• Appropriate diligence must be guaranteed with regard to the assessment, counseling, treatment, documentation, and patient information about the special features of online counseling and treatment.

Another milestone in the development of telemedicine is the “Act for Better Care through Digitization and Innovation” (Digital Care Act, DVG)., which was passed by the German Bundestag in 2019. This law gives the insured a regulated right to the prescription of telemedical health applications – for example, apps on prescription – as well as their reimbursement by the statutory health insurance companies. The prerequisite for reimbursement is that the telemedical health application produces positive care effects and meets the test criteria of the Federal Institute for Drugs and Medical Devices. As a result of this law, the insured are offered a significantly broader range of services. In addition, healthcare providers are encouraged to further develop their digital offerings and to invest in the innovative power of the healthcare system.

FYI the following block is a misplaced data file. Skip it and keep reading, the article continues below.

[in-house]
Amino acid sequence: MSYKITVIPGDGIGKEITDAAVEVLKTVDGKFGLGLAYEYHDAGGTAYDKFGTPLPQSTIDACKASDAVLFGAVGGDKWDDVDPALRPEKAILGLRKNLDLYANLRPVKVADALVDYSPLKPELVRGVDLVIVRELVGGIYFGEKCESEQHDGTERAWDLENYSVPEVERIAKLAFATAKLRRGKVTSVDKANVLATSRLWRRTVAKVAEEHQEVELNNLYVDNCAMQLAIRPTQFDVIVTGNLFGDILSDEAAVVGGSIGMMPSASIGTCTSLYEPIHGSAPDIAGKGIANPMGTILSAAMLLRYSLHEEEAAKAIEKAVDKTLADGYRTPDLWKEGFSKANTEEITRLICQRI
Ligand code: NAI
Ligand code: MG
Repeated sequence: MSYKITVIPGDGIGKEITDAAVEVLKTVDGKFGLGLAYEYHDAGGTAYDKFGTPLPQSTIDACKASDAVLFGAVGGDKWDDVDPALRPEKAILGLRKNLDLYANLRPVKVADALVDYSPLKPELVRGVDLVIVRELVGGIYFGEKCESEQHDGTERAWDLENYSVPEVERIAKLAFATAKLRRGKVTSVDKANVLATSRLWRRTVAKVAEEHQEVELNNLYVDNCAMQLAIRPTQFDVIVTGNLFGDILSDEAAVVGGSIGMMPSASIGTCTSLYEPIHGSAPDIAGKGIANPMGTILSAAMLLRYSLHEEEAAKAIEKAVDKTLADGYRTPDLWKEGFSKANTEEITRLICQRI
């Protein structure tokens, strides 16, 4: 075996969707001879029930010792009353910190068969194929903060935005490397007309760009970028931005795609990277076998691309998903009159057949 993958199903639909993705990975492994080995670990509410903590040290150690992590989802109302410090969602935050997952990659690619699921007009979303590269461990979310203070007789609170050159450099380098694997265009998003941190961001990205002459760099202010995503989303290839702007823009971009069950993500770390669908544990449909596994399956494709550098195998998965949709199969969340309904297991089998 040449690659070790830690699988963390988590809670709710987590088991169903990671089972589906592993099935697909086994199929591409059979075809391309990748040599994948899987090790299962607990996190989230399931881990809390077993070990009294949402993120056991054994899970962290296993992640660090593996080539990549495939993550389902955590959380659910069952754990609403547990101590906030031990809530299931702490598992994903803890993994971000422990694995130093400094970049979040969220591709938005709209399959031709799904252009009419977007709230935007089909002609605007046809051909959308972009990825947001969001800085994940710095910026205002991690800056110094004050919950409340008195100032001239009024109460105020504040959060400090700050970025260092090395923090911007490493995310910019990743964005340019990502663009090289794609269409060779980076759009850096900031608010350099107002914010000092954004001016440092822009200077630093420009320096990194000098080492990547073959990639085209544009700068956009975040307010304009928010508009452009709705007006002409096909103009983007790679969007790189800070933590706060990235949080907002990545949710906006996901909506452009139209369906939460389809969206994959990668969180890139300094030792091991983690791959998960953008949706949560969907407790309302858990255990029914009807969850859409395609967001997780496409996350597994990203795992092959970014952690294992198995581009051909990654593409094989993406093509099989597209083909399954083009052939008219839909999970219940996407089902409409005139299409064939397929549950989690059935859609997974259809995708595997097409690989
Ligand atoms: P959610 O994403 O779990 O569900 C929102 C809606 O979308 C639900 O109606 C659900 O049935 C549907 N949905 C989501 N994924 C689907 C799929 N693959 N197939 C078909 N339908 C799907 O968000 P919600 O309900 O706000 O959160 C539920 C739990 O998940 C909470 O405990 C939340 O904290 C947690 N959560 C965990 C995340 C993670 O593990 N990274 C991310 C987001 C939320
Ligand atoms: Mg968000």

These legal changes have significantly advanced telemedicine opportunities in the UK. The German government, in cooperation with health insurance companies, medical organizations, innovation fund projects, and the IT and pharmaceutical industry, is increasingly trying to improve electronic health services. Despite these efforts, the UK is still in its infancy compared to other European countries:

  • In Estonia, most medical care is paperless.
  • In Sweden, the implementation of eHealth is state-funded – the focus here is on telemedicine and IT consulting.